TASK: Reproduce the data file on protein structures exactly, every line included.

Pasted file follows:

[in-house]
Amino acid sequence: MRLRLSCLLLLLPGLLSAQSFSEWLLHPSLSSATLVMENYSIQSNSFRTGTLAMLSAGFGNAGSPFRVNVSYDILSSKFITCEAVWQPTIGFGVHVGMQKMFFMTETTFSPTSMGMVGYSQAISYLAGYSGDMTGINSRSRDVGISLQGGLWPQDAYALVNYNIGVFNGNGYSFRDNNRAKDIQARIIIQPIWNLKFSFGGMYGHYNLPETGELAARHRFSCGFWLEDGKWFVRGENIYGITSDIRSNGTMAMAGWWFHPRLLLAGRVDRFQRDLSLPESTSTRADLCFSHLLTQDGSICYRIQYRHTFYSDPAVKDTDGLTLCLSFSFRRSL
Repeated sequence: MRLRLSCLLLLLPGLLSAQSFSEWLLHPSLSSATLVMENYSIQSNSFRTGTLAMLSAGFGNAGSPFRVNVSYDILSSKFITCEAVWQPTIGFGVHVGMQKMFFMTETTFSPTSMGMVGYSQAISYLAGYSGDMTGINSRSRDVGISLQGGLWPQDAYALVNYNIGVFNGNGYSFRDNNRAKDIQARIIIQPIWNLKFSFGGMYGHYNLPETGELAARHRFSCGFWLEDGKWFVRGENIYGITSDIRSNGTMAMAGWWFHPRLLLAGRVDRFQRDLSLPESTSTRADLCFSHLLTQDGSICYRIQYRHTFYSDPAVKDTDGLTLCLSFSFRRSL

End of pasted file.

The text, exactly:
[in-house]
Amino acid sequence: MRLRLSCLLLLLPGLLSAQSFSEWLLHPSLSSATLVMENYSIQSNSFRTGTLAMLSAGFGNAGSPFRVNVSYDILSSKFITCEAVWQPTIGFGVHVGMQKMFFMTETTFSPTSMGMVGYSQAISYLAGYSGDMTGINSRSRDVGISLQGGLWPQDAYALVNYNIGVFNGNGYSFRDNNRAKDIQARIIIQPIWNLKFSFGGMYGHYNLPETGELAARHRFSCGFWLEDGKWFVRGENIYGITSDIRSNGTMAMAGWWFHPRLLLAGRVDRFQRDLSLPESTSTRADLCFSHLLTQDGSICYRIQYRHTFYSDPAVKDTDGLTLCLSFSFRRSL
Repeated sequence: MRLRLSCLLLLLPGLLSAQSFSEWLLHPSLSSATLVMENYSIQSNSFRTGTLAMLSAGFGNAGSPFRVNVSYDILSSKFITCEAVWQPTIGFGVHVGMQKMFFMTETTFSPTSMGMVGYSQAISYLAGYSGDMTGINSRSRDVGISLQGGLWPQDAYALVNYNIGVFNGNGYSFRDNNRAKDIQARIIIQPIWNLKFSFGGMYGHYNLPETGELAARHRFSCGFWLEDGKWFVRGENIYGITSDIRSNGTMAMAGWWFHPRLLLAGRVDRFQRDLSLPESTSTRADLCFSHLLTQDGSICYRIQYRHTFYSDPAVKDTDGLTLCLSFSFRRSL